Cherish the Moments

March 30, covid day number ??  does it really matter what number?  It’s hectic and slow all at once. Time is a funny thing. Looking through my ‘saved to be read later’ posts from friends, Facebook and LinkedIn, I found one talking about setting up a business model based on what people are willing to pay for … and working retail, I’m curious.

One of the main things noted is TIME (put into larger font and bolded). We value time … that’s why we want faster, better, more … so at the end we can have TIME. I’ve been watching the movement and flow of people these past few weeks. The panic, scrambling to grab more than the next guy before it’s all gone. The dairy and frozen crew trying to figure out where to put excess items that came in after being cleared out, unpredictable now becomes unshelveable. And what do we do with the wall of toilet paper that appeared yesterday as computer ordering systems try to reorient themselves?  That at least can live in the aisles, blocking views for people trying to practice distancing and happening  on each other suddenly as they reach a turn. There was talk of bringing freezer trucks to hold overflow.

How is it we moved so quickly from normal to this? Did TIME know, see it coming? Was it always there, just WE didn’t know? Or is TIME something blind, feeling its way, knowing only what’s in approachable distancing at it goes?

Part of me likes this forced slow pace. A little girl in me looks back, remembers when nothing was something to do. When sitting on my porch or in the window … watching … was a quiet moment thing. When walking slowly and nodding at others on the opposite side of the street was a favourite pastime for my grandpa and me. When quietly folding laundry by the TV was an asked for job.

People still come out to my work, pick up the necessary and unnecessary groceries. Some thank me for doing my job. Some say I’m brave. Yesterday a man told me I’m a warrior. Do they know, we often are in the job I do? We see it all. Seemingly simple, working in retail, it’s a multi-layered role I’m proud to fill. Knowing that is something I will thank this time for giving me. I’ve said every day that this brings out the best and worst in us, lets us see what we really are, where our struggles lie and how we handle them.

I have an advantage, if you can call it that – crisis is a known place for me. Remnants of both the fears and strengths that moved me day by day under abuse are still there; the worst hopefully fading, the best being polished to be pulled out in time of need. And there hidden among them, a jewel – pride in knowing I stand strong in the midst of crisis, leading others even in the ‘simple’ job I do, letting my ability to stay calm and smile bring hope and light to a place that feels dark and frightening to so many. It makes me smile. I am proud of my job.

Today and tomorrow, like yesterday will bring things I didn’t see coming. It may bring things I don’t want to do, but yesterday and the yesterdays before taught me well. I’ll measure the time like a slow song, continue to do my job well, and smile to bring light to the moment. The little things we do become great things if we do them enough.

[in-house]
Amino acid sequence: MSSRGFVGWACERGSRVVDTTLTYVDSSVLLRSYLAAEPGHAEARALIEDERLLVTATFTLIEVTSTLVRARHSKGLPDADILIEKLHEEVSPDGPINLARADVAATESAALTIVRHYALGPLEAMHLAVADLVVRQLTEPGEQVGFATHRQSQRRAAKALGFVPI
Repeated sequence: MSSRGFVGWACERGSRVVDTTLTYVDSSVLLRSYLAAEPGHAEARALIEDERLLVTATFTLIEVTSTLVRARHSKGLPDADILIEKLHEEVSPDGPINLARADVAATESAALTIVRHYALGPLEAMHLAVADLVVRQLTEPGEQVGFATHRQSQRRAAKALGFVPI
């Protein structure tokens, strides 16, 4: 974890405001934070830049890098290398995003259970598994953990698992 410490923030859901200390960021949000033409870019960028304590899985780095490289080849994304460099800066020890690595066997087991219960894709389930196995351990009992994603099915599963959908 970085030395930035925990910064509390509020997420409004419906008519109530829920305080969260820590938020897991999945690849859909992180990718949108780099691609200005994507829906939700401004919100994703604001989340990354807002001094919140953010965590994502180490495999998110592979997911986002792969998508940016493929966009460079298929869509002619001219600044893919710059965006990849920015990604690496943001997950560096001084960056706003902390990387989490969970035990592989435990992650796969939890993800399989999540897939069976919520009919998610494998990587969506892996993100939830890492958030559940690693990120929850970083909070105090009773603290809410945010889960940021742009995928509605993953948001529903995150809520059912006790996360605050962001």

I’ll remember. Live slowly. Don’t rush. Cherish the moments.

 

 

Ides of March … where will you take me?

The world is rushing by this year, my year of anticipation … good things to come. Growth. Art. Trusting in self expression. I haven’t ignored those things. I did follow through on my goal of submitting some pieces to a mental health Art Gala. But, then the world came crashing down and the builders, the inventors, the optimists and engineers, in all walks of life, are putting it back together. Meanwhile, those of us willing to venture on in trades deemed ‘essential’ try to hold it all together.

In the wild this looks like chaos. Pirates and schemers, then fools and fearing, take centre stage, briefly I hope, while the brave and desperate struggle on bearing the load. Love, grace, kindness are qualities of life in these times. There are so many working to bring hope.

I’m not sure where I fit. My job is front line, monitoring and managing retail lines, encouraging and frustrating shoppers in turn. Some need the encouragement, others want to take more than their share. I get both sides of the feedback, not always in polite turns. But I come from difficult times, lived in abuse quite a while, so it’s not all unfamiliar or as shocking as it could be. Still there are days …. I sing or I cry. Both are gifts to myself. Expressions of dignity saying I’m here, I’m alive. I made it through all the tough years and I’ll make it through this. Hope is life. It’s the one true thing. I’ve learned to listen, to be open, and in my darkest moments, if I pause and look up, there is always someone willing to share some hope or some laughter. A reason to smile.

I have quirky humour, it helps. Not sure why, but ‘Ides of March’ came to mind writing this. I looked it up – that and the date.  March 15th … Shakespeare’s reminder, a bad day for Caesar, and one that caught my quirk on the Lenten calendar. Key quotes for March 15th this Lenten year:

The Google note said – https://lectionary.library.vanderbilt.edu/texts  John 4:15 The woman said to him, “Sir, give me this water, so that I may never be thirsty or have to keep coming here to draw water.” It caught my eye and curiosity. It fits my day and it’s demands. So I looked. Read that, and a second, Exodus 17:2 The people quarreled with Moses, and said, “Give us water to drink.” Moses said to them, “Why do you quarrel with me? Why do you test the LORD?”

Oh dear … water, water, where’s the water?  Again, I have to smile. I’m so sorry Moses. Today, I know how you feel.